The big myth about minimalism is that you have to get rid of all your 'stuff'. There's more to it than that.
Me, a minimalist? I would never… Still, it’s a way of life that you can’t simply ignore. With more and more Singaporeans practicing sustainable living, the zero plastic life, and living up the ‘less is more’ motto, of course minimalism would grow to be a thing in Singapore. Even for someone who believes in the magic of cushions and throw rugs, I started on building a capsule wardrobe. Looks like there’s no escaping the movement!
Less is more: That’s what most people think about minimalism but what do we really understand about the concept? Is it simply living with less than 100 things, buying less, throwing out old clothes and stuff, or a sort of design style you tell your interior decorator to follow?
What is minimalism?
While getting rid of stuff is a good first step (and the most visible step), minimalism really is about the benefits we experience once we’re on the other side of decluttering. For some, minimalism is a tool to achieve freedom – real freedom from fear, depression, anxiety and even consumerism.
That doesn’t mean having material possessions is a bad thing. The problem stems from the emotional baggage we assign to our physical stuff, making it hard to let go of them. This is where the concept of minimalism comes in: it allows you to make more conscious (and better) decisions. That takes some skills, man.
The movement in Singapore
It’s no surprise that the minimalism movement has started to pick up in Singapore, and you have the culture of consumerism and competitiveness to thank for that. With the Marie Kondo or KonMari trend making its rounds ever so often (“Does this item bring you happiness?” They all do, Marie.), minimalism is something anyone can pick up as easily as buying milk and eggs from the supermarket.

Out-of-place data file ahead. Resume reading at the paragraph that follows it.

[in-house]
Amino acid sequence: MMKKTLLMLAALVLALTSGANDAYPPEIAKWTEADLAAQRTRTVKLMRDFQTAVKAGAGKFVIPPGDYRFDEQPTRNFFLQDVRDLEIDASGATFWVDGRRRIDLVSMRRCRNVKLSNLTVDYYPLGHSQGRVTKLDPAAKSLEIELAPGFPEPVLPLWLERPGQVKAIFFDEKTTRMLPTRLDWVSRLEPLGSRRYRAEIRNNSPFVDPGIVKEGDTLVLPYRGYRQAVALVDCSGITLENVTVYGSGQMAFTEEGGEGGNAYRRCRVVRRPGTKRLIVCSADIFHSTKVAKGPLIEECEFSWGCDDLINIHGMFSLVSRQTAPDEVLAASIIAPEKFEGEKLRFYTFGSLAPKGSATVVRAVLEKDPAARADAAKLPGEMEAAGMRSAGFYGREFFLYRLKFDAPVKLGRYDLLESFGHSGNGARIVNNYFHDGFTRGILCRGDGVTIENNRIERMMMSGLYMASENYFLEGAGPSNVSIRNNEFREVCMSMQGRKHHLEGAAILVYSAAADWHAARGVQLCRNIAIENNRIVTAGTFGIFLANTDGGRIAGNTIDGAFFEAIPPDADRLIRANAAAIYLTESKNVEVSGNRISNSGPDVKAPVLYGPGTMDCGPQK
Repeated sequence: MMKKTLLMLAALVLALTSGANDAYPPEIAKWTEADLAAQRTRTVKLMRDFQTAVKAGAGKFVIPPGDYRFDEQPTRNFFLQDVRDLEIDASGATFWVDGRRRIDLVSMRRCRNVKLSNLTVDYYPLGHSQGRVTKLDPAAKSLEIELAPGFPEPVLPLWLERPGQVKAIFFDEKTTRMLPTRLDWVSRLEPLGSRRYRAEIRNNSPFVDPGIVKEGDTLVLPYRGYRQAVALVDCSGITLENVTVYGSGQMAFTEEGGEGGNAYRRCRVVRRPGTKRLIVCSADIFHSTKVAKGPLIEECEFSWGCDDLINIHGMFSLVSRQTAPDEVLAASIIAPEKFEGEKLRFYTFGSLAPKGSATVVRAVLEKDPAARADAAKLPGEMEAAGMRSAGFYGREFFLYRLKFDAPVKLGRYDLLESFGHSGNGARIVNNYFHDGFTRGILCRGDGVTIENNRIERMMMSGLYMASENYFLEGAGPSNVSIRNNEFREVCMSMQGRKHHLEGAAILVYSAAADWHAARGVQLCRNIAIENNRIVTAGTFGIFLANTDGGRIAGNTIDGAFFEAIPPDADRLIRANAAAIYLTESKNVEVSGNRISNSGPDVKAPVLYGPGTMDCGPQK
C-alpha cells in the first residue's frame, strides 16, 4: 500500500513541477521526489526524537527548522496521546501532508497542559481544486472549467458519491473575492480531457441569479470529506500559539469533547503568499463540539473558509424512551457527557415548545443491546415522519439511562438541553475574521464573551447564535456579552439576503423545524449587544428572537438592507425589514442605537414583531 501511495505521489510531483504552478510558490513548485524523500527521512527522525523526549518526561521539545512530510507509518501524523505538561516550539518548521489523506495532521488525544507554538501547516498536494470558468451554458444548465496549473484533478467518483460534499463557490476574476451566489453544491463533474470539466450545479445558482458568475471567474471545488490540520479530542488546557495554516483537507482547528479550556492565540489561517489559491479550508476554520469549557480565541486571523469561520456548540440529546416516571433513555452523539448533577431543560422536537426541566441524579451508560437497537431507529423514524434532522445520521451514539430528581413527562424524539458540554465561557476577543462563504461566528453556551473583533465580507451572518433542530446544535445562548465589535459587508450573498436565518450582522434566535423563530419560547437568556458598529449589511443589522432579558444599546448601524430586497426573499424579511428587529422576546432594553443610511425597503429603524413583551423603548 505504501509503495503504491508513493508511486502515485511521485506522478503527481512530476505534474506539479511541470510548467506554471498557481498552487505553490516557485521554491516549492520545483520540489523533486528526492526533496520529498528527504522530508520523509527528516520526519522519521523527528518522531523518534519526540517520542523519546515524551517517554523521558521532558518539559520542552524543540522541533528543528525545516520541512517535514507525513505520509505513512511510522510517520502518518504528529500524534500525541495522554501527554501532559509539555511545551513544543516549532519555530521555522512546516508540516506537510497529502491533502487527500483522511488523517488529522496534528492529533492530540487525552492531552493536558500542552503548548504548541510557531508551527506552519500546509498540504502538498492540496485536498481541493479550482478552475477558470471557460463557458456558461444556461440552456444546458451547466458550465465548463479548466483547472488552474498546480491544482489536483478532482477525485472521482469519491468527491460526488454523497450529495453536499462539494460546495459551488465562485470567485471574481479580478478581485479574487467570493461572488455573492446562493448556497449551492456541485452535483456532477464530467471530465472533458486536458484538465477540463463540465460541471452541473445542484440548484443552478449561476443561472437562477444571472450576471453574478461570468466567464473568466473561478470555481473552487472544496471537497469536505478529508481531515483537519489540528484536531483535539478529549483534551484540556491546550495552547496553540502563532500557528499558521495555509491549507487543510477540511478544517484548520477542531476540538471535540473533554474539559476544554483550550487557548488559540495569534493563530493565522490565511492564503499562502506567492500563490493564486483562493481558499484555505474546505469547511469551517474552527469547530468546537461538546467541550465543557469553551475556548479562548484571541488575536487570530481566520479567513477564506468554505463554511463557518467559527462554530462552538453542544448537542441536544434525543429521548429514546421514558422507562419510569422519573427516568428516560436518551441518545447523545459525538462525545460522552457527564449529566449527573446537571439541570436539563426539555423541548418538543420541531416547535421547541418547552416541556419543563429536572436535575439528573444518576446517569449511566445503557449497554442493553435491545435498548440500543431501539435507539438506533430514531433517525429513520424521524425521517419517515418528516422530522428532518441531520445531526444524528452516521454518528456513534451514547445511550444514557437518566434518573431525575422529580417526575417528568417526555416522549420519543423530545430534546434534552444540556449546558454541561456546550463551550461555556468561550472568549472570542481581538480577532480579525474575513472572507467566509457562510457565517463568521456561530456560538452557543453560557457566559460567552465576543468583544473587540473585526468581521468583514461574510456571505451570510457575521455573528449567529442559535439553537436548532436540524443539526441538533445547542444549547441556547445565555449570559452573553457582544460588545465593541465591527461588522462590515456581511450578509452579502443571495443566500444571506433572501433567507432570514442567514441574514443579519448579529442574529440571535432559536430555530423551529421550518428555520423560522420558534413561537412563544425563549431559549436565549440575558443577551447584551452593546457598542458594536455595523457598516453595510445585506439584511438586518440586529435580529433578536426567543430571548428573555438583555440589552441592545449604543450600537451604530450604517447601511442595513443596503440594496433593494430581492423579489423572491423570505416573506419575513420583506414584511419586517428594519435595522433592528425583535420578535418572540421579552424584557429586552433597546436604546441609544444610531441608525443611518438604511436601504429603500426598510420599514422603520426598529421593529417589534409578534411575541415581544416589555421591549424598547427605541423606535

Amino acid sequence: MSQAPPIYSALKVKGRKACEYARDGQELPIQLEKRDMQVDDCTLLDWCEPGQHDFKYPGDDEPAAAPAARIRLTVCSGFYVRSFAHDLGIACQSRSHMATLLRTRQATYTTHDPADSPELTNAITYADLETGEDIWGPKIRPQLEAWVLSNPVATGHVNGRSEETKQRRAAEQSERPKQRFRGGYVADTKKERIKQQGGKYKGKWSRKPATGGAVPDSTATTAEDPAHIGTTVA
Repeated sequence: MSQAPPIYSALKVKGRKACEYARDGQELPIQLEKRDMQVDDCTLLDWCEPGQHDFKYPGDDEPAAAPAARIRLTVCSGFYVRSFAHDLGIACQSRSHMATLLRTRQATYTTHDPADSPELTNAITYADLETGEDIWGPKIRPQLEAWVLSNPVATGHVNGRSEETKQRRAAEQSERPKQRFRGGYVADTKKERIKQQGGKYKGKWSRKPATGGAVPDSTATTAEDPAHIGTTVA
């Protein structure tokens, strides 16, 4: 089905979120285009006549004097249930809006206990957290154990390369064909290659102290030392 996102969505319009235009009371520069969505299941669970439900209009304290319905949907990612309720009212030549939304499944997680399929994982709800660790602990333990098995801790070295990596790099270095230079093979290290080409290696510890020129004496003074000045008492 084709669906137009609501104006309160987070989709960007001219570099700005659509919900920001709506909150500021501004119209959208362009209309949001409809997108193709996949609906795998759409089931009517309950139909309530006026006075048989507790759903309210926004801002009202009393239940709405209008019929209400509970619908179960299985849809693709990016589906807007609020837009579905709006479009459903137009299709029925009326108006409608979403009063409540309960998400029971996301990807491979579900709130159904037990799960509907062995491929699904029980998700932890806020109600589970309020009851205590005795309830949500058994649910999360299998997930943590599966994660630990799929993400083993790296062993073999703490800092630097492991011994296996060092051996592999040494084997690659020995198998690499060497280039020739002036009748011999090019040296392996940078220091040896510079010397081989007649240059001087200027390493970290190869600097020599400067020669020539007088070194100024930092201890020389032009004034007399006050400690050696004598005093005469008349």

The small and growing community thrives on the online Facebook group, Minimalism in Singapore where members share tips and stories about their journeys, as well as hold regular meetups around Singapore. You’ll find posts on repurposing items, PSAs on recycling for e-waste, ‘before and after’ photos of rooms and desks, and motivational quotes for each other. And yep, imagine my surprise to find that my own husband was already a member. He had to come out to me as minimalist-curious after this revelation.
Joan Chong, a founder of the group says, “Minimalism is not a radical lifestyle, it’s just simply a guardrail that nudges me in the direction of adding assets to my life and decreasing the liabilities.” Before she got rid of her possessions, she had to work long hours to upkeep her spending habits and because of her analytical nature, she would spend most of her time organising things so that she had enough space. “This took up so much of my time to a point where I was easily annoyed and depressed. I started to question if I really needed all these things to keep my life in order,” she says. Plus, having a support group definitely helps.
Misconceptions of the movement